Cool design, I guess, so they’ve increased the cool, but perhaps not the ranch. The look suggests a chip went subatomic and left only the excess seasoning. There is a little extra seasoning. I’m not sure it required new packaging. You could give me the new chips in the old bag and I would have thought there was a new man on the special spice machine last week. The new guy is always more interested in the customer experience than the corporate bottom line, after all. But that soon passes when the veteran first shift crew talks him into toeing the line.

At which point the new guy becomes just one of the guys, on his way to being the old guy. It happens overnight. Literally. Before he knows it he’s working a double on the third shift because that guy is the manager’s brother-in-law. Everyone knows he’s the weak link, the third shift brother-in-law. No way he’d be working that schedule if the manager liked him. But you know how it goes. And so the formerly-new-guy bitterly starts thinning out the spices.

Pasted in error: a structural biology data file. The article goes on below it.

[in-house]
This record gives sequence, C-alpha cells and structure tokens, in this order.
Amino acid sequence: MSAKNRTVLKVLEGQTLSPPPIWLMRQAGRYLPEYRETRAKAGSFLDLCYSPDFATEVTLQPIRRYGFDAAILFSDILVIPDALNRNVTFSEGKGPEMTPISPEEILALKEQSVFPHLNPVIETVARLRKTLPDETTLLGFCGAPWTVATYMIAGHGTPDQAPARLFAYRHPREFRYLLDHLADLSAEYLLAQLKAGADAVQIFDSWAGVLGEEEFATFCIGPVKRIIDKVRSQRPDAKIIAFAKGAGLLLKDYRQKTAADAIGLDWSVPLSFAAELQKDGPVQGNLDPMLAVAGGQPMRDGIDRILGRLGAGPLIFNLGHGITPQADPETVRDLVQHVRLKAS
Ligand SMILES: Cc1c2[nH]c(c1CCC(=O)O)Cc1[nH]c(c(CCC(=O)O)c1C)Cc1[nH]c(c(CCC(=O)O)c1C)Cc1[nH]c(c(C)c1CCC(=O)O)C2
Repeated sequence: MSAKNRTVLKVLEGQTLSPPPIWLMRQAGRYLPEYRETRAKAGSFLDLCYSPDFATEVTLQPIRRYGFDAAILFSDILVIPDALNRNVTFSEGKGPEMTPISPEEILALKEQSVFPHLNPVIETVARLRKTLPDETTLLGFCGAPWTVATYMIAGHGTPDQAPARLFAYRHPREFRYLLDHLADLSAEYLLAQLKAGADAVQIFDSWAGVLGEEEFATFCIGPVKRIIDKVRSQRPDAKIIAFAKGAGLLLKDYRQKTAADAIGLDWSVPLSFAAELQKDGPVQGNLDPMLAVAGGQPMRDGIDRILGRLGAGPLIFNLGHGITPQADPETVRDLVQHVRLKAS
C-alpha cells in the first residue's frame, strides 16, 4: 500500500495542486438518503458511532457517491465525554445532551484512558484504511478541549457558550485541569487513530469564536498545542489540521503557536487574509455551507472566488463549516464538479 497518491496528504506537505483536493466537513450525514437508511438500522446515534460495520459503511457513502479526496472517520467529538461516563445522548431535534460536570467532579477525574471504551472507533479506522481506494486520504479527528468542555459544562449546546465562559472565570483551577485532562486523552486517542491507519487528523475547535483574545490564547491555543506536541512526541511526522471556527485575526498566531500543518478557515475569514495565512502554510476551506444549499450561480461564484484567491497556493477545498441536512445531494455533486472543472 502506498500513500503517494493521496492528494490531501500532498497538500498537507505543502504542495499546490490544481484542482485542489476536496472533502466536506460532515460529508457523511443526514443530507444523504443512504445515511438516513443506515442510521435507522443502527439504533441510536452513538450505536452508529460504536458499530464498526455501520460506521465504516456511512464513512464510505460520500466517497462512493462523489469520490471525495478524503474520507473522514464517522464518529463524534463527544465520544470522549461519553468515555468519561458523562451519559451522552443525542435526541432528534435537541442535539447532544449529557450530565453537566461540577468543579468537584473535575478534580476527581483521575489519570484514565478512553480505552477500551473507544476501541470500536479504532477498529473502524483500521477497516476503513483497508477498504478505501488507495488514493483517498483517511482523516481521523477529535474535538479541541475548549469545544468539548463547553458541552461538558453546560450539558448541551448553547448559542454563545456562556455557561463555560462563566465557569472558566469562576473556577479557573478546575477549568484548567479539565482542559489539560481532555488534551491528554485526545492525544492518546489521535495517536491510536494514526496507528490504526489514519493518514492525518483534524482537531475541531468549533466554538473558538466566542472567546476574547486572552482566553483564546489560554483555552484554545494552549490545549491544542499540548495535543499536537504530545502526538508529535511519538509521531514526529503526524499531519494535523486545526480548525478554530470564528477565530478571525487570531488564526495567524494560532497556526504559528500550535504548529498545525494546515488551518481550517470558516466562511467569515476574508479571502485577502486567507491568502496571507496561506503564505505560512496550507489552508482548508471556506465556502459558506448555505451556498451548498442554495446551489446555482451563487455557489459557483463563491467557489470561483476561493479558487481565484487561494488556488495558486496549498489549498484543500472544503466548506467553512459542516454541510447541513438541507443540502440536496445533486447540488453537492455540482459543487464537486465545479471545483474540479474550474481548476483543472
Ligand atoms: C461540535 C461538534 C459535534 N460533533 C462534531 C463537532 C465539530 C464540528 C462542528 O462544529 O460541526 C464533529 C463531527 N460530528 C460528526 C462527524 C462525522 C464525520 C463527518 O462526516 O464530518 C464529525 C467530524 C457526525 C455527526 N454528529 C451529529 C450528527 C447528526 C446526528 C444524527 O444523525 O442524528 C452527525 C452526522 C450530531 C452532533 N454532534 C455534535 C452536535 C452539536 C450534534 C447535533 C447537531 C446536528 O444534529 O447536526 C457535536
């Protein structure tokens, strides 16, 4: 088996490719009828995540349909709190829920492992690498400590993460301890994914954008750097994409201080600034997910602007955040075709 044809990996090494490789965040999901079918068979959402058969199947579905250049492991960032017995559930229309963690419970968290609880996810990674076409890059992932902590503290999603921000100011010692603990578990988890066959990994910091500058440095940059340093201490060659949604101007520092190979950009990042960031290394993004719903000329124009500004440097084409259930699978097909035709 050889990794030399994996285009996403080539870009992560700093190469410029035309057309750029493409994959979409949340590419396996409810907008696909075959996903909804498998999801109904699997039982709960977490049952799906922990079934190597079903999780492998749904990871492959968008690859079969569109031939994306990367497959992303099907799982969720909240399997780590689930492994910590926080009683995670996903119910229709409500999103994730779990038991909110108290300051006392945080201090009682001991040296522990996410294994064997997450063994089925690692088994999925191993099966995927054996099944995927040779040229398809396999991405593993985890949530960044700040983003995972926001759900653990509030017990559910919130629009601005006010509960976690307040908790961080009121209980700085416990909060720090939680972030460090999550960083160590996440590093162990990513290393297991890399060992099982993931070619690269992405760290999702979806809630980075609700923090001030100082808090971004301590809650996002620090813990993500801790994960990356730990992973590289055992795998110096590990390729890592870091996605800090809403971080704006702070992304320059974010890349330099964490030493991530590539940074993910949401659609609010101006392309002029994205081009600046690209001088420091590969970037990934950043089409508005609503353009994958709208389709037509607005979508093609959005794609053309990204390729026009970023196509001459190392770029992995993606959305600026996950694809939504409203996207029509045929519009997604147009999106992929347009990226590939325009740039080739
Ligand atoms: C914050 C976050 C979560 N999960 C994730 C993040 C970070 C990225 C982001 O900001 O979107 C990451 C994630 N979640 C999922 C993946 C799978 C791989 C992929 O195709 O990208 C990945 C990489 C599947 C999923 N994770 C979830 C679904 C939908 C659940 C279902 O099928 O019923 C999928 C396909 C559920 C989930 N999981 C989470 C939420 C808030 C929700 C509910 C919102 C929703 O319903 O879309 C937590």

And that’s when the new design on the chip bag is outdated.

But will you even notice? There’s so much going on, if you’re not leaving big, smeary, fingerprints on everything, how could you notice it all?

There isn’t enough extra cool ranch for big, smeary, fingerprints.

I took a picture of some of the wood stain in the garage, because I needed to make a note of it for my current project. I’m going to start sanding soon. I think. I hope. So here are some stain cans.

And so now I’m spending the rest of my Wednesday evening enjoying getting to go home with some of the day still left in it. Working late on Tuesdays and then having a regular schedule on Wednesday is an unusual thing. Challenging on the at the beginning, but the back end, this is a nice feeling: free time.

Makes getting gas first thing this morning worth it, I guess.


19
Feb 20

No one even made the “Oh my!” joke

I met this guy last night in the television studio. He took part in a nice little segment about the local petting zoo of discovery and wonder:

The handlers, for lack of a more appropriate term, were wonderful with both the animals and the students who were working the show. And some of their creatures work school and other promotional events all the time, so they apparently take it in stride.